James K. Polk, half-length portrait, seated, facing slightly left, with the U.S. Capitol seen through window in the background.
James Knox Polk was the Ronald Reagan of his day defeating Henry Clay of the Whig Party by promising to annex Texas. The last strong pre–Civil War president he is noted for his foreign policy successes. He threatened war with Britain over the issue of which nation owned the Oregon Country and when Mexico rejected American annexation of Texas, Polk led the nation to a sweeping victory in the Mexican-American War, which gave the United States most of its present Southwest. He secured passage of the Walker tariff of 1846, which had low rates that pleased his native South, and he established a treasury system that lasted until 1913. Polk oversaw the opening of the U.S. Naval Academy, the Smithsonian Institution and the groundbreaking for the Washington Monument. Improving on Washington’s example he promised to serve only one term and did not run for reelection making him the only voluntary one-term president in our history. It is not surprising that the record of such success should be challenged by the new revisionists and this book is a prime example of how wrong things were in the bad old days – hardly worth a read.
A wicked war : Polk, Clay, Lincoln, and the 1846 U.S. invasion of Mexico Amy Greenberg New York : Alfred A. Knopf, 2012 Hardcover. 1st ed. and printing. xix, 344 p. : ill. ; 25 cm. Includes bibliographical references (p. 317-330) and index. Clean, tight and strong binding with clean dust jacket. No highlighting, underlining or marginalia in text. VG/VG
An indignant James K. Polk takes issue with Massachusetts senator Daniel Webster’s public attacks on his Texas policy. In 1844 Webster had been opposed to the annexation of Texas and in 1846 he criticized attacked the war with Mexico over Texas as highly unjustifiable. Webster’s first public speech on the war was made in late June, and the print probably did not appear before that. In the center, Polk (left) confronts Webster, warning, “If you say the Mexican War is a War of my own makeing you tell a falshood!” Raising his fists, Webster retorts, “I did say it & say it again!” To the left of Polk stand Thomas Ritchie and James Watson Webb, newspaper editors supporting the administration. Webb holds a bottle of “Tom and Jerry” and a sponge, commenting, “Principles, not men!” The Whig editor had opposed the annexation of Texas, but once hostilities commenced he urged military action to bring about a speedy termination. Webb’s insistence on “principles” reflects his uneasiness in an alliance with a Democratic administration which stood to gain politically from the conflict. Ritchie reassures Polk, “In Union [a double entendre referring to his newspaper the “Washington Union&1] there is strength, Nous Verrons!” To the right of Webster stand an unidentified man (probably another journalist) and Horace Greeley, editor of the New York “Tribune. “Greeley, who was severely critical of Polk’s policies, holds a bottle of “Lemon Soda” and (like Webb) a sponge, and remarks, “I wish Dan had eaten more Graham bread he’s too fat for Polk!” (Graham bread was a well-known Greeley dietary preference.) The unidentified man remarks, “A Daniel come to blows, if not Judgment.” The sponges and bottles are apparently intended for the relief of the fighters.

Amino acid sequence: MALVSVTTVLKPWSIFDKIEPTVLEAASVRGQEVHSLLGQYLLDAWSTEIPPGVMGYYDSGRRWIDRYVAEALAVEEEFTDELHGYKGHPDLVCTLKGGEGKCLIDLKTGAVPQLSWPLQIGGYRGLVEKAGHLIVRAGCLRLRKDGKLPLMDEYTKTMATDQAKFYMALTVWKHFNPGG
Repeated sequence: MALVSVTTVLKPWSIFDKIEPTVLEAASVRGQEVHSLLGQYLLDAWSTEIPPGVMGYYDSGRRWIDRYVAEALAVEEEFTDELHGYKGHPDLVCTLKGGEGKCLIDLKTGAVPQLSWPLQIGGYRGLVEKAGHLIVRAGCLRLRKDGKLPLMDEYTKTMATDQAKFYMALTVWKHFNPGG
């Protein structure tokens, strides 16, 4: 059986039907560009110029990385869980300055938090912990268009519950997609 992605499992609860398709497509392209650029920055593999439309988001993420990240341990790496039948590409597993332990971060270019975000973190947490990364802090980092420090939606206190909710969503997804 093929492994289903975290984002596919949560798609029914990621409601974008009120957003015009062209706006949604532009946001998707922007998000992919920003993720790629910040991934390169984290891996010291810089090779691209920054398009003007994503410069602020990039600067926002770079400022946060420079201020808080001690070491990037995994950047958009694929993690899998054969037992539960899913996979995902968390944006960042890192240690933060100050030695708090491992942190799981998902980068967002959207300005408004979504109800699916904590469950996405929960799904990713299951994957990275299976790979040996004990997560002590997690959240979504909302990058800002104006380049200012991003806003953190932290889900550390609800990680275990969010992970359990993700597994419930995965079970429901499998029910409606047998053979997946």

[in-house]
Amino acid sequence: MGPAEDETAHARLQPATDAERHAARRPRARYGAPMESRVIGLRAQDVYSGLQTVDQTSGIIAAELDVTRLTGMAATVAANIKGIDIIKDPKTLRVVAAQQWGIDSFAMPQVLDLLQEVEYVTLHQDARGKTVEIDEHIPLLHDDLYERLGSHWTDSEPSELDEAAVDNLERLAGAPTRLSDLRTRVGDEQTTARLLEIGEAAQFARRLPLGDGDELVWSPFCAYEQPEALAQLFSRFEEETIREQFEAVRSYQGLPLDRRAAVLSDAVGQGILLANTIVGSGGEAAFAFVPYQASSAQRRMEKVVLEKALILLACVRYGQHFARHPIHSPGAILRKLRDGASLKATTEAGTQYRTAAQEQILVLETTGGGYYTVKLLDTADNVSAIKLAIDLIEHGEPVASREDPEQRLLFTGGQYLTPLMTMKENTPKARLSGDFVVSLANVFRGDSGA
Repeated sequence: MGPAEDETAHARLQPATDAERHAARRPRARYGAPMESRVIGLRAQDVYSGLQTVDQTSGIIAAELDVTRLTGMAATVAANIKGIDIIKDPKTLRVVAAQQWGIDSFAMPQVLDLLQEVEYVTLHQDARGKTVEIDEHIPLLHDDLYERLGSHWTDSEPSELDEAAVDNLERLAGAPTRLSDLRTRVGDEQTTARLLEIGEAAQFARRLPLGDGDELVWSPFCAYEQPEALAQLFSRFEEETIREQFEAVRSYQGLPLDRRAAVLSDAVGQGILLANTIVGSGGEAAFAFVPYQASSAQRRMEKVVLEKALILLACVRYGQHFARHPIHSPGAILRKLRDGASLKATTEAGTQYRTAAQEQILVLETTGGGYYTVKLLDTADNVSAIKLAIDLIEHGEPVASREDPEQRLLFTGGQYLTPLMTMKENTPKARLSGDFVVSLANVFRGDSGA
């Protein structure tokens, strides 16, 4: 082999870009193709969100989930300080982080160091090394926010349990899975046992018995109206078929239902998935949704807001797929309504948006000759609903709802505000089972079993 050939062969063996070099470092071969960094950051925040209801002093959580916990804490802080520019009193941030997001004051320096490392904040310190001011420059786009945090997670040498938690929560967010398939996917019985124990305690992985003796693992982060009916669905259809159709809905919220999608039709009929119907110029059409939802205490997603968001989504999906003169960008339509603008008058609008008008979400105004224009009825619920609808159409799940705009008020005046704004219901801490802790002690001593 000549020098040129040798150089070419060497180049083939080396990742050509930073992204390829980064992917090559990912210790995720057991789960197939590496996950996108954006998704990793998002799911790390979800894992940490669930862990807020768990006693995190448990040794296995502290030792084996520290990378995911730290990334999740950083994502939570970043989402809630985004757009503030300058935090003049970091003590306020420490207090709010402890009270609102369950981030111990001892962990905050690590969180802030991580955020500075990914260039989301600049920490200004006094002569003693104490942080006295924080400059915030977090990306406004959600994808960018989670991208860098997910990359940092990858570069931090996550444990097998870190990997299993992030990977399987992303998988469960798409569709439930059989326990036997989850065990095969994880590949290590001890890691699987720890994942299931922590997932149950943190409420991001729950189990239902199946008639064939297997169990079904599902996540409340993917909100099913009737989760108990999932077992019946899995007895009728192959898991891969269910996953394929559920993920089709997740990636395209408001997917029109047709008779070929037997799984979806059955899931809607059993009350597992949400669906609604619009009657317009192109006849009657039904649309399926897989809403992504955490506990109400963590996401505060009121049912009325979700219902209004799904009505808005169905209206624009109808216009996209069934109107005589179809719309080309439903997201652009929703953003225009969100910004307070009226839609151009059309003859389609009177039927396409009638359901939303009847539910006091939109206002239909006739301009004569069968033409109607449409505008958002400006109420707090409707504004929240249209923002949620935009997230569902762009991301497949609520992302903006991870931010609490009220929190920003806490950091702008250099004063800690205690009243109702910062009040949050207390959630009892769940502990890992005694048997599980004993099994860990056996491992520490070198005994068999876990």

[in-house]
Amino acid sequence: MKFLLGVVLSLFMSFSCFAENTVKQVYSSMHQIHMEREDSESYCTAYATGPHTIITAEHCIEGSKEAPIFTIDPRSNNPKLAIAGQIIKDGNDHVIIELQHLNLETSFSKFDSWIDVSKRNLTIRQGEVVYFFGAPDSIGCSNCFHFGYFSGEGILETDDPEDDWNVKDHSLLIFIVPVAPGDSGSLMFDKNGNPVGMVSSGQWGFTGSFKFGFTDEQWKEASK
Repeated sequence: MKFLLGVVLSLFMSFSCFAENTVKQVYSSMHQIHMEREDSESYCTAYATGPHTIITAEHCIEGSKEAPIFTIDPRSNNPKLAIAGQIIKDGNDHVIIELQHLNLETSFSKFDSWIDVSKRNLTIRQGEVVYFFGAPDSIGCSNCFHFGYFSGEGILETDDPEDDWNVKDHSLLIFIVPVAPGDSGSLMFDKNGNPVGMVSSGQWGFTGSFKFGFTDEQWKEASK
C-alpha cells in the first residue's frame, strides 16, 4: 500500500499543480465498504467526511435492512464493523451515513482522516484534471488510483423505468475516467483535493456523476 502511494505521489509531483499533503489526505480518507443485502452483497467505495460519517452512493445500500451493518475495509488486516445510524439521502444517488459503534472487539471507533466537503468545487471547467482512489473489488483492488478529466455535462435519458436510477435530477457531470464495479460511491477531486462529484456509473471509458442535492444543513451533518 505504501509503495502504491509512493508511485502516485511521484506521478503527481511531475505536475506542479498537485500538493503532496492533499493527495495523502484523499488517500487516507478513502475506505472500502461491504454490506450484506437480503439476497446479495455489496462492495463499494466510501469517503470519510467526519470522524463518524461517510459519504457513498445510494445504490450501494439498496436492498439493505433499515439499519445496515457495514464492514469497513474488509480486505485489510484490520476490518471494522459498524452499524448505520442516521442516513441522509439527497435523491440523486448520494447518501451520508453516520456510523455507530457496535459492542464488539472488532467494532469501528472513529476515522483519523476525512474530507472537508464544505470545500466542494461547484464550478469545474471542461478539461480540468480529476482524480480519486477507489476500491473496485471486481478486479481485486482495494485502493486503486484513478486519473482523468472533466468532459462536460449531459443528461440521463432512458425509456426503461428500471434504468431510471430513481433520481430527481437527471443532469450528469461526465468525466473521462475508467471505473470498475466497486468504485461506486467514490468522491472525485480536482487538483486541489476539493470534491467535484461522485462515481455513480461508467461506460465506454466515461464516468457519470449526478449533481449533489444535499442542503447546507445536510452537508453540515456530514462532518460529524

Death of Col. John J. Hardin: Of the 1st regiment Illinois volunteers.
Often forgotten and overlooked, the U.S.-Mexican War featured false starts, atrocities, and daring back-channel negotiations as it divided the nation, paved the way for the Civil War a generation later, and nearly – but not quite – ended the career of Abraham Lincoln before it started. Greenberg’s storytelling brings this American war for empire to life with memorable characters, plotlines, and legacies for modern revisionists.
An attack on James K. Polk’s attempts to undermine Winfield Scott’s military efforts and reputation through his handling of the Mexican War in April 1847. Shortly after Scott’s victory at Cerro Gordo, Polk dispatched State Department official Nicholas Trist to Mexico to negotiate peace with the Mexican government. The artist views the move, as did many contemporaries, as motivated by political concerns about the Whig general’s presidential ambitions. Scott, on a large hill at right, offers a steaming plate of soup to departing Mexican commander Santa Anna, who rides away on horseback. (For the soup allusion see “Distinguished Military Operations,” no. 1846-15). From a ravine behind Scott, Polk goads Trist as he aims a water hose at the general. The hose is fueled by a pump operated by two boys in the background. In the distance American troops engage the Mexicans on the hills near Cerro Gordo. In the upper left appears the dialogue: Scott: “General Santa Anna!! do stop and take ‘a hasty plate of soup?'” Santa Anna: “I thank you, Sir, your soup’s too hot-I must be off!” Polk: “Trist, take care & cool ‘old Hasty’s’ soup, before “our friend” meets him again.” Trist: “Your Excellency will pardon me, but I’ve tried in vain to cool ‘Old Hasty’s’ soup.” Polk: “Then put out ‘Old Hasty’s’ fire, or “that fatal soup will burn our fingers yet!” Trist: “Your excellency would do well to send ‘Old Hasty’ home and give “our friend” ‘Pillow’ for his Comfort.” The last reference was to Gen. Gideon J. Pillow, an incompetent but a favorite of Polk, whose antagonism toward Scott was public knowledge, particularly after Cerro Gordo.